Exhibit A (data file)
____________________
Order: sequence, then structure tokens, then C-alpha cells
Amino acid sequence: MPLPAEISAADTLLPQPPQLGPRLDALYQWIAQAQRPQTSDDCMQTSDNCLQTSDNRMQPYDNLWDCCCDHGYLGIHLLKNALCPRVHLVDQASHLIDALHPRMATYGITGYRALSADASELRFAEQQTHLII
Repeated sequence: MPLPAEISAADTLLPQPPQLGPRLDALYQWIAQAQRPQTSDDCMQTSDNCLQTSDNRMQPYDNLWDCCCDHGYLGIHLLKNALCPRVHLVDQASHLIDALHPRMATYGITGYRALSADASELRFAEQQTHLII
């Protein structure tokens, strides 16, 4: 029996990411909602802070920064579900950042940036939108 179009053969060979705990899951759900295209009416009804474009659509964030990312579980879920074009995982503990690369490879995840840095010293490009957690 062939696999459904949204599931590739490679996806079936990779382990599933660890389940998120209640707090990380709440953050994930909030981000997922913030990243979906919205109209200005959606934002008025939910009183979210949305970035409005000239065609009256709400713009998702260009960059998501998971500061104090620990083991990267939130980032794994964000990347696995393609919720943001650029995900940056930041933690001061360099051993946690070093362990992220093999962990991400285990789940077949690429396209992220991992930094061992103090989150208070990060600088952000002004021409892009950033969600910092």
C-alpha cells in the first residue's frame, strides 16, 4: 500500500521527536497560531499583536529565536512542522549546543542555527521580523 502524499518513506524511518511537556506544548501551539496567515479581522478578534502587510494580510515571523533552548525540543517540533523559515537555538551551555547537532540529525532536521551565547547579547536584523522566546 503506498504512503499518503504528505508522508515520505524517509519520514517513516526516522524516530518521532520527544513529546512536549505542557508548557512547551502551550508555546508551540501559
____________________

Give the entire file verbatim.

Order: sequence, then structure tokens, then C-alpha cells
Amino acid sequence: MPLPAEISAADTLLPQPPQLGPRLDALYQWIAQAQRPQTSDDCMQTSDNCLQTSDNRMQPYDNLWDCCCDHGYLGIHLLKNALCPRVHLVDQASHLIDALHPRMATYGITGYRALSADASELRFAEQQTHLII
Repeated sequence: MPLPAEISAADTLLPQPPQLGPRLDALYQWIAQAQRPQTSDDCMQTSDNCLQTSDNRMQPYDNLWDCCCDHGYLGIHLLKNALCPRVHLVDQASHLIDALHPRMATYGITGYRALSADASELRFAEQQTHLII
């Protein structure tokens, strides 16, 4: 029996990411909602802070920064579900950042940036939108 179009053969060979705990899951759900295209009416009804474009659509964030990312579980879920074009995982503990690369490879995840840095010293490009957690 062939696999459904949204599931590739490679996806079936990779382990599933660890389940998120209640707090990380709440953050994930909030981000997922913030990243979906919205109209200005959606934002008025939910009183979210949305970035409005000239065609009256709400713009998702260009960059998501998971500061104090620990083991990267939130980032794994964000990347696995393609919720943001650029995900940056930041933690001061360099051993946690070093362990992220093999962990991400285990789940077949690429396209992220991992930094061992103090989150208070990060600088952000002004021409892009950033969600910092």
C-alpha cells in the first residue's frame, strides 16, 4: 500500500521527536497560531499583536529565536512542522549546543542555527521580523 502524499518513506524511518511537556506544548501551539496567515479581522478578534502587510494580510515571523533552548525540543517540533523559515537555538551551555547537532540529525532536521551565547547579547536584523522566546 503506498504512503499518503504528505508522508515520505524517509519520514517513516526516522524516530518521532520527544513529546512536549505542557508548557512547551502551550508555546508551540501559